Skip to main content

Fiorenza Cocchi, MD

Academic Title:

Assistant Professor

Primary Appointment:


Additional Title:

Assistant Professor - Institute of Human Virology


Institute of Human Virology S-619 725 West Lombard Street

Phone (Primary):


Education and Training


1987   MD, University of Milan, Italy

1992   Specialization in Infectious Diseases, University of Milan, Italy

Post Graduate Education and Training:

1987 – 1990: Internship, Clinic of Infectious Diseases and Laboratory of Cellular Immunology, University of Milan, Italy

1990 - 1993: Guest Researcher, Laboratory of Tumor Cell Biology (LTCB), National Cancer Institute (NCI), National Institute of Health, (NIH), Bethesda, Maryland

1993 – 1995: Visiting Fellow, LTCB, NCI, NIH, Bethesda, Maryland


Dr. Cocchi received her MD in1987 from the University of Milan, Italy. She received her Specialization in Infectious Diseases in 1992 from the University of Milan. She was trained as a postdoctoral fellow in cell biology, molecular biology and virology in the Laboratory of Tumor Cell Biology (LTCB), National Institute of Health, (NIH), Bethesda, Maryland. She joined as Research Associate the Institute of Human Virology of the University of Maryland, Baltimore in 1995. She became Assistant Professor in 1998.

Dr. Cocchi's primary research interest has been to study the role of host factors in controlling HIV replication. Her research focus has been the identification and characterization of the mechanism(s) of action of soluble factor(s) released from T cells, broadly active against HIV. She played an important role as a member of the team that in 1995 identified the chemokines RANTES, MIP-1α and MIP-1ß as the CD8+ T- cells factors responsible for the suppression of “R5” HIV isolates that use the CCR5 coreceptor for entry. This discovery, coupled with seminal studies on CCR5, has led to the development of a new generation of drugs that interfere with R5 HIV entry. She contributed to the identification of the T-cell-derived factors responsible for the inhibition of X4 HIV strains that use CXCR4 coreceptor for entry and are insensitive to the suppressor effect of RANTES, MIP-1α and MIP-1ß.  These factors primarily are a mixture of three β chemokines MDC, TARC, and I-309 and two RNases (angiogenin and RNase 4) of lesser potency. Dr. Cocchi’s current research interest is to study the link between cancerogenesis and the microbiota in order to elucidate the molecular mechanism(s) of cellular transformation caused by bacteria, with a particular focus on the study of Mycoplasma. Mycoplasmas have been implicated in many human diseases and associated with a number of human cancers, although any oncogenic role remains speculative. Therefore the focus of the research is to better define the role of Mycoplasmas infection in tumorigenesis in vivo and to study the general relationship of mycoplasmas with some human cancers.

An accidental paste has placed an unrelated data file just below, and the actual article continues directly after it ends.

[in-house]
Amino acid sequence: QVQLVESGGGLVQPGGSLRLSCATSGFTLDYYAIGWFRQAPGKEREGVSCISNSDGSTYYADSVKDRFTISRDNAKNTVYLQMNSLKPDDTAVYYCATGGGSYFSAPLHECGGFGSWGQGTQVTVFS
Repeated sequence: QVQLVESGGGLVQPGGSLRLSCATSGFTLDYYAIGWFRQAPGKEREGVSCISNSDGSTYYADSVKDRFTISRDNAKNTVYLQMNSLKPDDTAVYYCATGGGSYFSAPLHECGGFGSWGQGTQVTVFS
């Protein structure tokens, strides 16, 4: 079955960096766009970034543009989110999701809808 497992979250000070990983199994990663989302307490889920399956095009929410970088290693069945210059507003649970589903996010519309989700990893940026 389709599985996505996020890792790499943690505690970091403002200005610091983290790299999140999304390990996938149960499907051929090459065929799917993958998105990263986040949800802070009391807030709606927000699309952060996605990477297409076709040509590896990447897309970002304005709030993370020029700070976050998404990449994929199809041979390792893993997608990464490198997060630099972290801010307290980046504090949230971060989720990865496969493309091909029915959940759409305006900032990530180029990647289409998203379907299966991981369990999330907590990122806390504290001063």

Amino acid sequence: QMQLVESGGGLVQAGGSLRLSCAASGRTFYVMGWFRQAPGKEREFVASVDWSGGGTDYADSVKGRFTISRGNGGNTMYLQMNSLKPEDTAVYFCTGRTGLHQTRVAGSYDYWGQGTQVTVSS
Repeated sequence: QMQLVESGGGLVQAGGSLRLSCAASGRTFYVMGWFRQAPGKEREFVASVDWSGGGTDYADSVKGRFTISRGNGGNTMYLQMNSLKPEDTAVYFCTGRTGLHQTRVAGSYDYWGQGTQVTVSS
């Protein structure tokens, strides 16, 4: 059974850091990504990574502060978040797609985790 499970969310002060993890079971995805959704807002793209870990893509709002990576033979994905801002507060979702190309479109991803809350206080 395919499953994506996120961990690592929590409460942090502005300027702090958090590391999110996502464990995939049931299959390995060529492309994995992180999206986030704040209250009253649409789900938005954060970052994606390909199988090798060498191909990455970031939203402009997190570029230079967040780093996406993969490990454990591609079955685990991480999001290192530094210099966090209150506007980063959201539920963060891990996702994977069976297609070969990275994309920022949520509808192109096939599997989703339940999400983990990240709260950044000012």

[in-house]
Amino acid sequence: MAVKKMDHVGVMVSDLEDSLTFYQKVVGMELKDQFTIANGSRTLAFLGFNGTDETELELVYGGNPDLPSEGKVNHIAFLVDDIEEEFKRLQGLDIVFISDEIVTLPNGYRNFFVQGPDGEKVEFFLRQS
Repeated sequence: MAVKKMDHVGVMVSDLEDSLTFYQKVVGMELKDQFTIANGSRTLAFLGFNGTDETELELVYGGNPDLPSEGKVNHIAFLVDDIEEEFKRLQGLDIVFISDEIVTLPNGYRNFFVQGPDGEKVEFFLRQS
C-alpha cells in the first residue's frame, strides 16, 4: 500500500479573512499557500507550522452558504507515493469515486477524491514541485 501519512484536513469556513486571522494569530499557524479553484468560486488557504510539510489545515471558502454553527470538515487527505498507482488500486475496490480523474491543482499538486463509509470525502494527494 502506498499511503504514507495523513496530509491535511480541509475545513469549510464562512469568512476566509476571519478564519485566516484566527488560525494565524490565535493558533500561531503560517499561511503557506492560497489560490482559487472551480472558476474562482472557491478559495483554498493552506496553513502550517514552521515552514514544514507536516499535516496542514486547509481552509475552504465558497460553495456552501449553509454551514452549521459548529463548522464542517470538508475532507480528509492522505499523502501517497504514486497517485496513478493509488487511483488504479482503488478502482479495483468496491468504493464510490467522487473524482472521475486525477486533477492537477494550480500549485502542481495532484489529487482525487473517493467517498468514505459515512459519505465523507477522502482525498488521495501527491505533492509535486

Research/Clinical Keywords

HIV, Chemokines, cancer, microbiota

Highlighted Publications

Cocchi, F., DeVico, A.L., Garzino-Demo, A., Arya, S.K., Gallo, R.C., and Lusso, P.:  Identification of RANTES, MIP-1a and MIP-1ß as the major HIV-suppressive factors produced by CD8+ T cells.  Science270: 1811-1815, 1995.

Cocchi, F., DeVico, A. L., Garzino-Demo, A., Cara, A., Gallo, R.C. and Lusso, P.:  The V3 domain of the HIV-1 envelope glycoprotein is critical for chemokine-mediated blockade of infection.  Nature Med.  2(11): 1244-1247, 1996.

Cocchi, F., DeVico, A., Yarchoan, R., Redfield, R., Clefhorn, F., Blattner, W., Garzino-Demo, A., Colombini-Hatch, S. Margolis, D., and Gallo, R. Higher macrophage inflammatory protein (MIP)-1α and MIP-1β levels from CD8+ T cells are associated with asymptomatic HIV-1 infection. Proc. Natl. Acad. Sci. USA, 97(25): 13812-13817, 2000.

Abdelwahab, S., Cocchi, F., Bagley, K. Kamin-Lewis, R.,  Gallo, R. C, Devico, A., and Lewis, G., HIV-1 Suppressive Factors Are Secreted by CD4+ T Cells during Primary Immune Responses. .  Proc. Natl. Acad. Sci. USA ,100(25):  15006-10, 2003

Cocchi F, DeVico AL, Lu W, Popovic M, Latinovic O, Sajadi MM, Redfield RR, Lafferty MK, Galli M, Garzino-Demo A, Gallo RC. Soluble factors from T cells inhibiting X4 strains of HIV are a mixture of b chemokines and RNases. Proc. Natl. Acad. Sci. USA,109(14): 5411-5416, 2012.

Benedetti F., Curreli S., Krishnan S., Davinelli S., Cocchi F., Scapagnini G., Gallo RC., Zella D. Anti-inflammatory effects on H2S during acute bacterial infection: a review. J Transl Med 2017  15:100. doi: 10.1186/s12967-017-1206-8.